The Huntsman’s Sequence

I’ve a new story out! “The Huntsman’s Sequence” is free to read (and to listen to) in the new issue of GlitterShip.

I tend to write a lot about the history of science, but never have I written about it in such a nerdy way. “The Huntsman’s Sequence” is a story about Alan Turing, who worked at Bletchley Park during WW2 and who broke the Enigma code there. His contribution to the war effort was enormous, and he was not rewarded for it. Persecuted for being gay, Turing took a leaf from his favourite movie – Snow White – and killed himself with a poison apple.

This story is a mash-up between the fairy tale and the facts. Turing, of course, is cast as the Huntsman, tracking down Enigma (Snow White). And – I warned you I was a nerd – the story’s structured in the form of a Turing machine programme.

Anyway, take a look!

The war is blank.

Not in its individual parts, but as a whole. It covers everything, smothers everything. It blows continents open with opportunity. Much of that opportunity is for death, for carcasses hung up and split open in massive consumption, a grind of bone and blood, but for some the opportunity is a tool for all that. Something to insert into the space between ribs, to lever open and dissect.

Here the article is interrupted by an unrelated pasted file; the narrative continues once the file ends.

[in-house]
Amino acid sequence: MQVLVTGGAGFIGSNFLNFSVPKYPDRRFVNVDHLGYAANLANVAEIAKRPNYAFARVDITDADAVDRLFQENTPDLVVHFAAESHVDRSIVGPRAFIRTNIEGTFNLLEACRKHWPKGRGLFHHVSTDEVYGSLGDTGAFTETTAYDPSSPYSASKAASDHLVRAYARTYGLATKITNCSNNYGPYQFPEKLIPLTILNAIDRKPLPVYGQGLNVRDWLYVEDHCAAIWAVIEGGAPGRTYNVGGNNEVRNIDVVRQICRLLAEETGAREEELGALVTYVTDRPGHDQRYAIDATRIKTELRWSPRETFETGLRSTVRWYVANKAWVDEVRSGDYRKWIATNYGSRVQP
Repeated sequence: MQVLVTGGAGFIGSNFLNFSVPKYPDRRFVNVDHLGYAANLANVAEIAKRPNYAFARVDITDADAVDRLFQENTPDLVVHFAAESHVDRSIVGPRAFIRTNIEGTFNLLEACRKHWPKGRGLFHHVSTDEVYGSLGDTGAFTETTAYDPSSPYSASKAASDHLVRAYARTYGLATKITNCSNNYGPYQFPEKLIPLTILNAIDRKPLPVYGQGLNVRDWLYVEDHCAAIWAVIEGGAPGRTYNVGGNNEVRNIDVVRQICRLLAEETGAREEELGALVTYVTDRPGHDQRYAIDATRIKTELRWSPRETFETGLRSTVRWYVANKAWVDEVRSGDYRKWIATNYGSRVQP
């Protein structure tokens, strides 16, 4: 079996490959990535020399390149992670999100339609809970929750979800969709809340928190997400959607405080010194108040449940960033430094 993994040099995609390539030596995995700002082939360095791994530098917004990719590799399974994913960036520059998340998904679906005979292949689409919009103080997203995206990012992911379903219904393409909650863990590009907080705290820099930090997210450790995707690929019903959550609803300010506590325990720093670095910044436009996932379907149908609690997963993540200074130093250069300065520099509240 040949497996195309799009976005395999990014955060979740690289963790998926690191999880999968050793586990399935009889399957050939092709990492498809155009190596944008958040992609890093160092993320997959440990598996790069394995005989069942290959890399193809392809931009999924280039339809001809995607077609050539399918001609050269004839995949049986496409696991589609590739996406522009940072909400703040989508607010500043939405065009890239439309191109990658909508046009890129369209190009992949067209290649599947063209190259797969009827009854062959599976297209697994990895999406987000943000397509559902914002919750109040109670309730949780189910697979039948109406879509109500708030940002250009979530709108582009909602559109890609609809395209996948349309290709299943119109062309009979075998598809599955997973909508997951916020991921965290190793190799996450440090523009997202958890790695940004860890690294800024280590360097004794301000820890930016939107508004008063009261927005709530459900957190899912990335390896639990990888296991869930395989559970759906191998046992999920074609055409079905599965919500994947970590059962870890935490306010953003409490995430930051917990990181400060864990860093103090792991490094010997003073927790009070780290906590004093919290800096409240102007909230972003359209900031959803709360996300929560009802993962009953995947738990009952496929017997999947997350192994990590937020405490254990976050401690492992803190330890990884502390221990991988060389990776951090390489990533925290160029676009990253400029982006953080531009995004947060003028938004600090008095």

Not everyone dies in war. Not everyone sinks into blank nothingness, into unmarked graves and mass burials, into fields turned red and mud that stinks of iron. Some fight with symbols instead of flesh, their weapons heady and hidden, and it is in combination and in permutation that Turing finds his battleground.

He’s under no illusion that it keeps his hands clean. The information he extracts from the body of Enigma, the sweet little Snow White of his waking dreams, is used for murder as much as if he did the stabbing himself….

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